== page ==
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What's behind $15,000 electricity bills in Texas?

Source: 
The Conversation

Texans who made it through February's extreme cold weather without losing power or natural gas must have felt lucky. But for some, keeping their electricity through the blackout may turn out to be more traumatic than losing it. An undetermined number of homeowners have been shocked to receive bills running into the thousands of dollars – in some cases, over US$15,000 for a month's worth of ...

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Richard Gibson's picture
Richard Gibson on Feb 25, 2021

Please note that in the ERCOT market, you cannot elect to receive a retail supply of electricity from one of the five investor-owned utilities.

The "stricker shock" is largely limited to customers of a single retailer.  The number of customers served by that retailer is known.

Bob Meinetz's picture
Bob Meinetz on Feb 25, 2021

"Please note that in the ERCOT market, you cannot elect to receive a retail supply of electricity from one of the five investor-owned utilities."

Sounds like ERCOT's fake "market" forces electricity customers to pay a middle man for no added value. Not convenience, not choice, nothing.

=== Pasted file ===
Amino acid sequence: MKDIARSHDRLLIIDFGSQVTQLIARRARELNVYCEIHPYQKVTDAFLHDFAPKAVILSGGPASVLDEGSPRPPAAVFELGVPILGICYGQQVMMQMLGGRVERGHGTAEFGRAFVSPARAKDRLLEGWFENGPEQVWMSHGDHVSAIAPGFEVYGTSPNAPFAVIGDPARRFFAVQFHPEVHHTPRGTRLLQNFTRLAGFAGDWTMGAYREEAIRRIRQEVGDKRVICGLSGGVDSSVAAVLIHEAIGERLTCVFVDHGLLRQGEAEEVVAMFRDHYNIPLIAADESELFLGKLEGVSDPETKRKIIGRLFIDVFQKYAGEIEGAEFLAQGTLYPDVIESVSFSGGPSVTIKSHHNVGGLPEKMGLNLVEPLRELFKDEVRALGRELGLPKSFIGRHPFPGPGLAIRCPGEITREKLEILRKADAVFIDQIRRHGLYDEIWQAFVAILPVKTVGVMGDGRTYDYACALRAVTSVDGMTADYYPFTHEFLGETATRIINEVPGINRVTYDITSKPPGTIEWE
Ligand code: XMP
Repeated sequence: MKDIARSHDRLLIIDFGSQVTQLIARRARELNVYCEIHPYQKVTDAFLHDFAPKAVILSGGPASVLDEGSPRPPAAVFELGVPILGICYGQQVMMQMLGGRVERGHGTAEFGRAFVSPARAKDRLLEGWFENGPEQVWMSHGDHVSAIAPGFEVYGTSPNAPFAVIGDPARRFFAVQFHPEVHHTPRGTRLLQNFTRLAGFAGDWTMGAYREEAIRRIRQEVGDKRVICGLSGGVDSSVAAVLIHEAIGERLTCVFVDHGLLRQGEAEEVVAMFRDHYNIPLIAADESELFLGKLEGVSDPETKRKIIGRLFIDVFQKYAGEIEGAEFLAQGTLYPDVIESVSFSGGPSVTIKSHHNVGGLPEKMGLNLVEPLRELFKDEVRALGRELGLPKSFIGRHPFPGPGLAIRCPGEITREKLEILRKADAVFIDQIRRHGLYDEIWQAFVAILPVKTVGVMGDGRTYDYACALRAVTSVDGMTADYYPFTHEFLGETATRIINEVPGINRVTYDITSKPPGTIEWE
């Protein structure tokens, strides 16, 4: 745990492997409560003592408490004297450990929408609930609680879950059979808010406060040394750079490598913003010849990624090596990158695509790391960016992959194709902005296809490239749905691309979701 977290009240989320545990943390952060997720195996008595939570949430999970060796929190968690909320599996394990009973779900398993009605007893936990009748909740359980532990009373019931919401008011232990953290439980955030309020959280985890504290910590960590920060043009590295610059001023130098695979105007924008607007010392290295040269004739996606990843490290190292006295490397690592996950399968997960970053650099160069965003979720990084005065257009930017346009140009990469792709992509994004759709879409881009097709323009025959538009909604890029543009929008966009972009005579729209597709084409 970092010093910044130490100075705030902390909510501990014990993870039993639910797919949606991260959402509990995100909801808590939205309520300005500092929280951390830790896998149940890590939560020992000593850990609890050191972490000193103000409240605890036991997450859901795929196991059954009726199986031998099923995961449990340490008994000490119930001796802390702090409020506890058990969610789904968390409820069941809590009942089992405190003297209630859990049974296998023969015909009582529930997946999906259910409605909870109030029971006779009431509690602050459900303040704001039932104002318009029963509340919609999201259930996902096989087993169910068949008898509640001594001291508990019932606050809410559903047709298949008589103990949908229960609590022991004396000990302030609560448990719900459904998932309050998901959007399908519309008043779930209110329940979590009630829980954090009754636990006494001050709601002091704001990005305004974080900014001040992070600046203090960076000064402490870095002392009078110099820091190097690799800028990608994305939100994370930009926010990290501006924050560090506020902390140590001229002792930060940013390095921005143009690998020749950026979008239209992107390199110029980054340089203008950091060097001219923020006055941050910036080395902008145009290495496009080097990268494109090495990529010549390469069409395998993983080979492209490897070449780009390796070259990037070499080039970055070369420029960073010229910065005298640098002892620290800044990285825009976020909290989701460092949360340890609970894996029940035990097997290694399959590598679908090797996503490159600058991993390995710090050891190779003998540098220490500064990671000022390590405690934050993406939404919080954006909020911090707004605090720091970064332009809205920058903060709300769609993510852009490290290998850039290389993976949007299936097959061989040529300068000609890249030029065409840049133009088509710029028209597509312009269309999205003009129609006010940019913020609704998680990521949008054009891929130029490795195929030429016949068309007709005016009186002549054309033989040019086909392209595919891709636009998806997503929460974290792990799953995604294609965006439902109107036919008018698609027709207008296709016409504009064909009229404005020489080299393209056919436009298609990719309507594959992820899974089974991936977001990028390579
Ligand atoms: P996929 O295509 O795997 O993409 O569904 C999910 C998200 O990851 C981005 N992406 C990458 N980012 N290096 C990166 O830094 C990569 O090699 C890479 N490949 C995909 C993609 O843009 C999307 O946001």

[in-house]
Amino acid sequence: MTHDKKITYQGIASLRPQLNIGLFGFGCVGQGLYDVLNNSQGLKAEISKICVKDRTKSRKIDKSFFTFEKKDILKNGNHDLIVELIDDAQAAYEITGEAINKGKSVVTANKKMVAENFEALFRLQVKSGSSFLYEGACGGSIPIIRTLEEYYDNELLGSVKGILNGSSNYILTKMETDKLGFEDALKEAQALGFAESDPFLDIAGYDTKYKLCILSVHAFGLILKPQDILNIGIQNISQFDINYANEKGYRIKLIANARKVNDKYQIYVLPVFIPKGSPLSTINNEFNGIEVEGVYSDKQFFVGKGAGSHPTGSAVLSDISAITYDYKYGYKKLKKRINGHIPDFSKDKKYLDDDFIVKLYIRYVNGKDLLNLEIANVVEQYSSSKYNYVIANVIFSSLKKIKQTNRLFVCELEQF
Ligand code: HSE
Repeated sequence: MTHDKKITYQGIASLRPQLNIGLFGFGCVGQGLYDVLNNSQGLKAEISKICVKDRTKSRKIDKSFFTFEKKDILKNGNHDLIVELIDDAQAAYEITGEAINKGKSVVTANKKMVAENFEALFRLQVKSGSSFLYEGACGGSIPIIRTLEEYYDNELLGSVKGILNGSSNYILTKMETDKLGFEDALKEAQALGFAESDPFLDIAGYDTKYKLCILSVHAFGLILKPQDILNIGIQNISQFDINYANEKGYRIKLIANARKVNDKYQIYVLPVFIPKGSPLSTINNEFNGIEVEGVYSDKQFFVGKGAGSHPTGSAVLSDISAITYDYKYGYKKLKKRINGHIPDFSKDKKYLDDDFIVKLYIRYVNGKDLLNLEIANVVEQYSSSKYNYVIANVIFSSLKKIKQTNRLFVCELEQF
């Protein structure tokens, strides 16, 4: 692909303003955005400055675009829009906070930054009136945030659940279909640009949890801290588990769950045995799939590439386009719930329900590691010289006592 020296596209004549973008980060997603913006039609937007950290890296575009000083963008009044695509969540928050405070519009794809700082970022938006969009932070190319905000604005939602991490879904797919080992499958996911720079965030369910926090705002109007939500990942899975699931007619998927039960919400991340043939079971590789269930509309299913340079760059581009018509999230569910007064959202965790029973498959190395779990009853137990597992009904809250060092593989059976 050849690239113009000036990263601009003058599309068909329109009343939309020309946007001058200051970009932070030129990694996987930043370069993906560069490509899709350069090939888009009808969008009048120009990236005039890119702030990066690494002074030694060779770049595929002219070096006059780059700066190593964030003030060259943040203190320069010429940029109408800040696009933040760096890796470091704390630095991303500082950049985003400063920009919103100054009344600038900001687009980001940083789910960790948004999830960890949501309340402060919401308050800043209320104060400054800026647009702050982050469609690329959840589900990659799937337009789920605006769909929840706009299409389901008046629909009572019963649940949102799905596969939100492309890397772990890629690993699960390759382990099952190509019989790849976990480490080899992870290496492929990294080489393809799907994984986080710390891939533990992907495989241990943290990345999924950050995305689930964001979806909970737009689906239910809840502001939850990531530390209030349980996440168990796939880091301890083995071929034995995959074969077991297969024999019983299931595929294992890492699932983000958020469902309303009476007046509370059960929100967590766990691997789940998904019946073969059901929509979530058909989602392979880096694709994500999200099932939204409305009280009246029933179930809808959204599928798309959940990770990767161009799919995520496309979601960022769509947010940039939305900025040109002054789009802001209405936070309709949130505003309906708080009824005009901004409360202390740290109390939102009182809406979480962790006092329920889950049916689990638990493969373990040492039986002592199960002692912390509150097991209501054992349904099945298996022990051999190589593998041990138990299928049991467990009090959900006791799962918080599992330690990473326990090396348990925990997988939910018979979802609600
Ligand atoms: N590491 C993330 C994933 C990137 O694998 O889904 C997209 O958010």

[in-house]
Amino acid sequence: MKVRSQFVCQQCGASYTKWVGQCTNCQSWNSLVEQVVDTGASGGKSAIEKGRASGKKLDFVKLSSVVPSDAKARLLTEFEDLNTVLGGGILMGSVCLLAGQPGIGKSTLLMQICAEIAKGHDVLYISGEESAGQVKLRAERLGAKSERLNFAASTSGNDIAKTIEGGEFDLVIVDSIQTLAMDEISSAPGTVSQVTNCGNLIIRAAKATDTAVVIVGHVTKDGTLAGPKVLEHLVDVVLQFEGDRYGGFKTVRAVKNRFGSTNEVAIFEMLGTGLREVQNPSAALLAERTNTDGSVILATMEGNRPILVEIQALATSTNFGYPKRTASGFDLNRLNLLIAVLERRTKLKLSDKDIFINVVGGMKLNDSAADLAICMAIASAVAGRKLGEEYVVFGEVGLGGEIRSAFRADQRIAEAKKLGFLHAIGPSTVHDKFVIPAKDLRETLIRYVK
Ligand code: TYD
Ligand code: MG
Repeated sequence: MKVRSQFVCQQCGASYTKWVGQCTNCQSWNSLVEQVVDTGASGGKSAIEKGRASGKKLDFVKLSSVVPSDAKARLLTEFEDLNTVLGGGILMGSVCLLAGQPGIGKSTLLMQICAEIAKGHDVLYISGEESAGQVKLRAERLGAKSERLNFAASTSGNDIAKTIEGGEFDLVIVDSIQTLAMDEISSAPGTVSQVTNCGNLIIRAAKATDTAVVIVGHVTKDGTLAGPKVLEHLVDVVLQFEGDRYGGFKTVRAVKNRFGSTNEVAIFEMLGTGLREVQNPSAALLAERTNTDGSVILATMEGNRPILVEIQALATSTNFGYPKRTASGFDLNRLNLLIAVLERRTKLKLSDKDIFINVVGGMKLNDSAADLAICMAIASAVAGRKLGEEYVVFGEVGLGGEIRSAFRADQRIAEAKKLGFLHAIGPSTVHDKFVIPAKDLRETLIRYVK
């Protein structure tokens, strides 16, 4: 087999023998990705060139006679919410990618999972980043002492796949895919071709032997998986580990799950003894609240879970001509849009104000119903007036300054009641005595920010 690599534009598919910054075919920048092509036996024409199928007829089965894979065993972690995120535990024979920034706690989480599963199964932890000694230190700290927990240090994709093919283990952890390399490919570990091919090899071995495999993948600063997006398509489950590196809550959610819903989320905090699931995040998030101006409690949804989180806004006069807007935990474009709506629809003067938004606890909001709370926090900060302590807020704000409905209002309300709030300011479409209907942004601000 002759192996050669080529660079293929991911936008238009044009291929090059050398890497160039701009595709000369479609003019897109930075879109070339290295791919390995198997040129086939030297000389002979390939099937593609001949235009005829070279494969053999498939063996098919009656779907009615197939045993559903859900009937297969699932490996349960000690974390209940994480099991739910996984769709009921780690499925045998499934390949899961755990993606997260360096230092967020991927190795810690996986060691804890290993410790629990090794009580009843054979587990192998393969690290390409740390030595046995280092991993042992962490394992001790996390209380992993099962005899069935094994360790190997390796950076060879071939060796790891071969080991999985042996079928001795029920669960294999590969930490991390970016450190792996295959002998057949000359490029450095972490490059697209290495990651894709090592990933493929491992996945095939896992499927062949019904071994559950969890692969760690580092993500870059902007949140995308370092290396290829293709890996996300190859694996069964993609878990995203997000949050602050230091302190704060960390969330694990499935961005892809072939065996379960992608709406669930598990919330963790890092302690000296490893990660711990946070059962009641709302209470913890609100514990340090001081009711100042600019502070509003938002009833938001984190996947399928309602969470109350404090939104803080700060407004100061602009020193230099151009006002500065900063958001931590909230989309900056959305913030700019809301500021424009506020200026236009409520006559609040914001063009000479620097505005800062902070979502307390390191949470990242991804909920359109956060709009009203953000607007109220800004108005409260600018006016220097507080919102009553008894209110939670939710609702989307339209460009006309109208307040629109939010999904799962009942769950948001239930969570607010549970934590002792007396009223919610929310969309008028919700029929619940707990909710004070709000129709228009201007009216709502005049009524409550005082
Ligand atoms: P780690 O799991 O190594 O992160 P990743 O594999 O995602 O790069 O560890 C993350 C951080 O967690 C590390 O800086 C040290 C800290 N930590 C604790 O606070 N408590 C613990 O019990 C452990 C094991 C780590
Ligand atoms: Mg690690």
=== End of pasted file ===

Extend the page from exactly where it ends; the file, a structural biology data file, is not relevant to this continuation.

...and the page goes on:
And that's enshrined in Texas law? If so, it's arguably a violation of the Sherman Antitrust Act...maybe Biden's SEC will bring the hammer down. If so, it won't be a moment too soon.

Jim Stack's picture
Jim Stack on Feb 25, 2021

So do they also pay people like me with solar who make more than we use the same thou$and$ of dollars they charge? That is how Net-Metering is supposed to work. 

Bob Meinetz's picture
Bob Meinetz on Feb 26, 2021

"That is how Net-Metering is supposed to work."

Net metering was never "supposed to" force utilities to subsidize home solar generators for the full cost of welcoming their meager, unpredictable generation online.

Do you pay the costs other ratepayers incur when your utility needs to provide backup power for your solar panels? What about the costs of regulating the voltage/frequency instabilities they introduce? I didn't think so.

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